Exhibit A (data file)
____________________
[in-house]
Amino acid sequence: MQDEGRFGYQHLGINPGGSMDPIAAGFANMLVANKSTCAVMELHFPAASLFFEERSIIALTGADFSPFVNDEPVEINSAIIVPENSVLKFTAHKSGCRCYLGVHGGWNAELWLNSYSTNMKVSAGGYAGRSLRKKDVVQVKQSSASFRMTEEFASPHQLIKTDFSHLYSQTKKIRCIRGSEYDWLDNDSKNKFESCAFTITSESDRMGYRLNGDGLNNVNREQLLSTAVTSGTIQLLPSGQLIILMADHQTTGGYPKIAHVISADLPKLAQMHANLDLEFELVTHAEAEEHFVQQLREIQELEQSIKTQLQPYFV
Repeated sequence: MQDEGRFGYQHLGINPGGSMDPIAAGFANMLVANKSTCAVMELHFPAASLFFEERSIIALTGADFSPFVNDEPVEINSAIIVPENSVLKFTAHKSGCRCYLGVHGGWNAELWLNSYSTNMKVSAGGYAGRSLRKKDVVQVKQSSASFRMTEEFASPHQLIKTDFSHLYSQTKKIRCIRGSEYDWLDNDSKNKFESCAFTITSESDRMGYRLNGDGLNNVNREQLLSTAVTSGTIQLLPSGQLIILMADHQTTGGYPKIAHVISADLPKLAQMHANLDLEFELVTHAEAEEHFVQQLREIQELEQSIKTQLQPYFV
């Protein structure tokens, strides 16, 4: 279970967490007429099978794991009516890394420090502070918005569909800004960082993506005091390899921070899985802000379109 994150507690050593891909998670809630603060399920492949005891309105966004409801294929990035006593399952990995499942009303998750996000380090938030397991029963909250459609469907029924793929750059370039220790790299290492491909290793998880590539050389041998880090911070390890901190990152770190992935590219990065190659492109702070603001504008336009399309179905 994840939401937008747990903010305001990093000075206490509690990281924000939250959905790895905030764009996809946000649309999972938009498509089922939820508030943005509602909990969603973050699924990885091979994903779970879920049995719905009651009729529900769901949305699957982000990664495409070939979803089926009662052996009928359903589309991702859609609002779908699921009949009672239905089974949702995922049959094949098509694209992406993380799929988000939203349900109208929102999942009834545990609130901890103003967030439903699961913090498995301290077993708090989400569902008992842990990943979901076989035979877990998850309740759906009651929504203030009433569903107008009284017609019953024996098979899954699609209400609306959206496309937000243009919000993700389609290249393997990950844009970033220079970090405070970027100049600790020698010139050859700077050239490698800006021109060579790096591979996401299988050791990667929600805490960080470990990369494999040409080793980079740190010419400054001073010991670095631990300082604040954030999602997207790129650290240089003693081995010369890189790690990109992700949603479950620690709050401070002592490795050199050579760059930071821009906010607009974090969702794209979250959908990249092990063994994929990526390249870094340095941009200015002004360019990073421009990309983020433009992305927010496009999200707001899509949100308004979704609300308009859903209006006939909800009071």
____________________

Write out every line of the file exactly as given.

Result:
[in-house]
Amino acid sequence: MQDEGRFGYQHLGINPGGSMDPIAAGFANMLVANKSTCAVMELHFPAASLFFEERSIIALTGADFSPFVNDEPVEINSAIIVPENSVLKFTAHKSGCRCYLGVHGGWNAELWLNSYSTNMKVSAGGYAGRSLRKKDVVQVKQSSASFRMTEEFASPHQLIKTDFSHLYSQTKKIRCIRGSEYDWLDNDSKNKFESCAFTITSESDRMGYRLNGDGLNNVNREQLLSTAVTSGTIQLLPSGQLIILMADHQTTGGYPKIAHVISADLPKLAQMHANLDLEFELVTHAEAEEHFVQQLREIQELEQSIKTQLQPYFV
Repeated sequence: MQDEGRFGYQHLGINPGGSMDPIAAGFANMLVANKSTCAVMELHFPAASLFFEERSIIALTGADFSPFVNDEPVEINSAIIVPENSVLKFTAHKSGCRCYLGVHGGWNAELWLNSYSTNMKVSAGGYAGRSLRKKDVVQVKQSSASFRMTEEFASPHQLIKTDFSHLYSQTKKIRCIRGSEYDWLDNDSKNKFESCAFTITSESDRMGYRLNGDGLNNVNREQLLSTAVTSGTIQLLPSGQLIILMADHQTTGGYPKIAHVISADLPKLAQMHANLDLEFELVTHAEAEEHFVQQLREIQELEQSIKTQLQPYFV
């Protein structure tokens, strides 16, 4: 279970967490007429099978794991009516890394420090502070918005569909800004960082993506005091390899921070899985802000379109 994150507690050593891909998670809630603060399920492949005891309105966004409801294929990035006593399952990995499942009303998750996000380090938030397991029963909250459609469907029924793929750059370039220790790299290492491909290793998880590539050389041998880090911070390890901190990152770190992935590219990065190659492109702070603001504008336009399309179905 994840939401937008747990903010305001990093000075206490509690990281924000939250959905790895905030764009996809946000649309999972938009498509089922939820508030943005509602909990969603973050699924990885091979994903779970879920049995719905009651009729529900769901949305699957982000990664495409070939979803089926009662052996009928359903589309991702859609609002779908699921009949009672239905089974949702995922049959094949098509694209992406993380799929988000939203349900109208929102999942009834545990609130901890103003967030439903699961913090498995301290077993708090989400569902008992842990990943979901076989035979877990998850309740759906009651929504203030009433569903107008009284017609019953024996098979899954699609209400609306959206496309937000243009919000993700389609290249393997990950844009970033220079970090405070970027100049600790020698010139050859700077050239490698800006021109060579790096591979996401299988050791990667929600805490960080470990990369494999040409080793980079740190010419400054001073010991670095631990300082604040954030999602997207790129650290240089003693081995010369890189790690990109992700949603479950620690709050401070002592490795050199050579760059930071821009906010607009974090969702794209979250959908990249092990063994994929990526390249870094340095941009200015002004360019990073421009990309983020433009992305927010496009999200707001899509949100308004979704609300308009859903209006006939909800009071």